These try-before-you-buy enticements may hold the the same – or similar – kudos to those received when actually donating. It’s not necessarily as explicit as rich folk lazily imploring court-jester-style entertainment, but fundraisers are conditioned to expect to dance – and they do. We’re all dancing anyway just to get noticed.

And the benefits of Cool Friends – and some of the Good Feels – are being received by people just because they might be potential donors. The transaction has moved from ‘Please can you give me the £5 I need to do this thing’ to ‘Please can you give me the £5 I need to do this thing and I’ll do this other stuff for free, whoohoo’. In fact, I’ll do all this stuff for free anyway! Who’s paying for all this extra work?

Some logic puzzles

Here are a couple of fun logic puzzles.

The Good Feels come because if you do the right thing, then you feel good. But something funny happens if you try to do the right thing in order to get the Good Feels. It won’t work. Here’s why:

Usually, when you know a hypothetical – if a then b – then you can use it in your reasoning in two different ways. First, you can use it to answer the question ‘What should I believe?’. So, if you know the hypothetical if a then b, and you know that a, then you should believe that b. So, with our hypothetical, if you know that someone is doing the right thing, you can reason that they’ll get some Good Feels.

Second you can use it to answer the question ‘What should I do?’. So, if you want b, and you know that if a then b, then you bringing a about will be a way to get what you want.

The weird thing about the hypothetical if you do good then you feel good, is that it can be used in theoretical reasoning but not in practical reasoning. This is because doing good is a funny kind of an action (quite unlike putting the bins out.) If an action is to count as doing good you have to do it for the right kind of reason, in particular you have to do it because it is good. If you do it because you think it afterwards you’ll feel good then you instrumentalise the action – and you won’t get the good feelings. Or not properly, anyway.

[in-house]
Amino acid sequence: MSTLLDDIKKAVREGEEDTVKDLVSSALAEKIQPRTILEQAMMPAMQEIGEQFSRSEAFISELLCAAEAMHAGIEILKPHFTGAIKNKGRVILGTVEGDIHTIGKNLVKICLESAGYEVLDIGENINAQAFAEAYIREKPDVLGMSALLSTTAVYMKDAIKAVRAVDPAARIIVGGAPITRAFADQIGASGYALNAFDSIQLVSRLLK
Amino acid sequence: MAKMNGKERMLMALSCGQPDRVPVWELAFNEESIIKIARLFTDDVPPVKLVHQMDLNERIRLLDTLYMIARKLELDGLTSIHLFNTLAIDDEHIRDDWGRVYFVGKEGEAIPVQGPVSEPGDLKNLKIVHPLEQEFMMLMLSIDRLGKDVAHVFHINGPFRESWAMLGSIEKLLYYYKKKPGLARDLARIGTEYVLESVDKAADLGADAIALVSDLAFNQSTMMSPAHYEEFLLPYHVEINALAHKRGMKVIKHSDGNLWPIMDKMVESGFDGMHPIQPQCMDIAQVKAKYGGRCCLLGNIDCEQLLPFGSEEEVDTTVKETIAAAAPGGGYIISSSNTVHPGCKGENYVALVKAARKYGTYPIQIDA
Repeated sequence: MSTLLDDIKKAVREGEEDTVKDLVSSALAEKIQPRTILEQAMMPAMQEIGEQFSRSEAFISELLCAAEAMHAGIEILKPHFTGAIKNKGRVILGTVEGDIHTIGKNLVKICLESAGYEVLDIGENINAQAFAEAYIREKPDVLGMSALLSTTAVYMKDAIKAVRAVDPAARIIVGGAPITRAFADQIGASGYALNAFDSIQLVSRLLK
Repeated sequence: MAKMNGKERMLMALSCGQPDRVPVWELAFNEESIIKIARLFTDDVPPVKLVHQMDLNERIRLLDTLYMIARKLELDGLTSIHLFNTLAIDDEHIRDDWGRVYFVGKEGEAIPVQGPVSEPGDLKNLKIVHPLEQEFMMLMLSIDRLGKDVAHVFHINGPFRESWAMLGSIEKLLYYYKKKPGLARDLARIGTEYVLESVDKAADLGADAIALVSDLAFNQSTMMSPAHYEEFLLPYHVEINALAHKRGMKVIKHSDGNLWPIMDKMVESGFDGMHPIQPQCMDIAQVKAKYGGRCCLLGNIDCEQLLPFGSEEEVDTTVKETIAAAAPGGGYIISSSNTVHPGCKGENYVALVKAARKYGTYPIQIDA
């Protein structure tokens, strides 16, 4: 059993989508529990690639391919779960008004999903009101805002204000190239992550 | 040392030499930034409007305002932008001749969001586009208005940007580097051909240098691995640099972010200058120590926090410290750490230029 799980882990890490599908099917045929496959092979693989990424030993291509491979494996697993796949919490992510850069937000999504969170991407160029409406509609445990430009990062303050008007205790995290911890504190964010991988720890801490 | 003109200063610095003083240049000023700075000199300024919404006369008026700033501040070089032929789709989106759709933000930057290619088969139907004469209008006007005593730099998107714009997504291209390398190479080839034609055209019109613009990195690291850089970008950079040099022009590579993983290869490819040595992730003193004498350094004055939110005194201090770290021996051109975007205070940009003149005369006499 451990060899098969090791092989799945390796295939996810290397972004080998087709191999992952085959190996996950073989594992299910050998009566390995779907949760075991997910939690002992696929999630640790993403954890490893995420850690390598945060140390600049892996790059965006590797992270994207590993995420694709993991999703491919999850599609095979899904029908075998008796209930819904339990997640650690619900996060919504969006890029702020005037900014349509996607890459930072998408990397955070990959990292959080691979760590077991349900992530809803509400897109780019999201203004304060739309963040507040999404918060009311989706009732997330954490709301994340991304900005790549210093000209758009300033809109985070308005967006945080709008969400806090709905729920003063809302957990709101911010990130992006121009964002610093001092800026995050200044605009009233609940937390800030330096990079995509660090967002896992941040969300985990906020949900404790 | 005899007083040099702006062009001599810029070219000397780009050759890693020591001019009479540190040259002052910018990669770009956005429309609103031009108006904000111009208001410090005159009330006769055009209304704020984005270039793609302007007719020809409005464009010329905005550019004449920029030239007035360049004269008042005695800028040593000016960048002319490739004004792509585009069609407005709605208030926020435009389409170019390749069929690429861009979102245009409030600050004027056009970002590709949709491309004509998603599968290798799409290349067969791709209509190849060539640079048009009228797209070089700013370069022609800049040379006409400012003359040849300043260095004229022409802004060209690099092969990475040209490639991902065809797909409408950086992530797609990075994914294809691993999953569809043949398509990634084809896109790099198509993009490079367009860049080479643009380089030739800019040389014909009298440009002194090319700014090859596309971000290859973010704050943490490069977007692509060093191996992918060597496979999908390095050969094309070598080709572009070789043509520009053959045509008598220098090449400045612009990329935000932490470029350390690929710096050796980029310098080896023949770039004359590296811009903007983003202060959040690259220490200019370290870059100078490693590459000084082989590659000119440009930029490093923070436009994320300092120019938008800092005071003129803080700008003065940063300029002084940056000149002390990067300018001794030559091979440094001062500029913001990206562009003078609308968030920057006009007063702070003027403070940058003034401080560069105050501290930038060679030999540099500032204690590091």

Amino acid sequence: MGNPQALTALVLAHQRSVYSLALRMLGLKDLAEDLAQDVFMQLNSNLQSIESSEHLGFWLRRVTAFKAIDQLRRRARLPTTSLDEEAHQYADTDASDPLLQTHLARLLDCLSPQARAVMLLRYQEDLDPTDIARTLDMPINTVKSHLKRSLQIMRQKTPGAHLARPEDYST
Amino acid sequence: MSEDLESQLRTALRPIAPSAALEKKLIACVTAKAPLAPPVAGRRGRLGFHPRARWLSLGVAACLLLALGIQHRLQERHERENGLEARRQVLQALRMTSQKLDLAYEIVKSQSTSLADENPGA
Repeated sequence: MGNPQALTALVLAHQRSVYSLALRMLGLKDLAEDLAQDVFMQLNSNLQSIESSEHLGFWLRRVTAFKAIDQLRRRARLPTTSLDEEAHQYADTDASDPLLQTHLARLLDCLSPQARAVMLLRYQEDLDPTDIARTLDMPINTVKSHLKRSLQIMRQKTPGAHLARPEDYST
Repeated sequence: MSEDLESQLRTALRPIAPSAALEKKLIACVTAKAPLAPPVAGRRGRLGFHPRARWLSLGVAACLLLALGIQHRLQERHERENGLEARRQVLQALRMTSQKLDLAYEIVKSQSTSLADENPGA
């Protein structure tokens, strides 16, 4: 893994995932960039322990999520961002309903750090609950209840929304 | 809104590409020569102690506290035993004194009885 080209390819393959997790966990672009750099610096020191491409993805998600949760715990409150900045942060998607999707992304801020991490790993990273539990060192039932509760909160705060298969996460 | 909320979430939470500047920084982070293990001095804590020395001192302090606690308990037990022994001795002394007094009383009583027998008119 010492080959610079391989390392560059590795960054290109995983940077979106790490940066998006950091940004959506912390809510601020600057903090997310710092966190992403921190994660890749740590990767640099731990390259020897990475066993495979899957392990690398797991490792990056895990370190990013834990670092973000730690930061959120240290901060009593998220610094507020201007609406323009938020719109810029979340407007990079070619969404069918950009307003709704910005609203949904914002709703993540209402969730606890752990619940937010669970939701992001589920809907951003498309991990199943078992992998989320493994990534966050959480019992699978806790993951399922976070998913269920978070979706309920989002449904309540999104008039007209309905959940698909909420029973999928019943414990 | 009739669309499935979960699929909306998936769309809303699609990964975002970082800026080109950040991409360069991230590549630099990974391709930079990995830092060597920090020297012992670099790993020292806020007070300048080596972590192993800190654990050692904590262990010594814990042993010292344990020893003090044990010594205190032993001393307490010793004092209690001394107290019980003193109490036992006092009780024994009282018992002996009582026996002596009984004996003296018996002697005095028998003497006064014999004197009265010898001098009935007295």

So, this is creating a bit of a headache for us. If we’re going to try to balance out the giving-receiving relationship by pointing out that by doing good — donating money — the giver is going to feel good, we’ll be on dangerous ground. If they are donating in order to feel good then recognising this will undermine the good deed and puff—the good feels disappear. So, we’ll end up caught in a lie!

And here’s another problem around the whole ‘Cool Friends’ thing. One of the things that is ‘Cool’ about artists is their authenticity, their rejection of the commodified world and their pursuit of integrity in art. This is what a person who gives to the arts might want a share in.

But integrity is clearly the sort of thing we can’t offer for sale:  if you try, it will vanish. And it can’t be divided the way money or other commodoties can. This doesn’t mean it can’t be shared, but it can’t be pre-shared, or pre-promised in exchange for cash. If our integrity is not for sale, how can we offer you a piece of it? And what does anyone that expects a piece of it really think they are getting?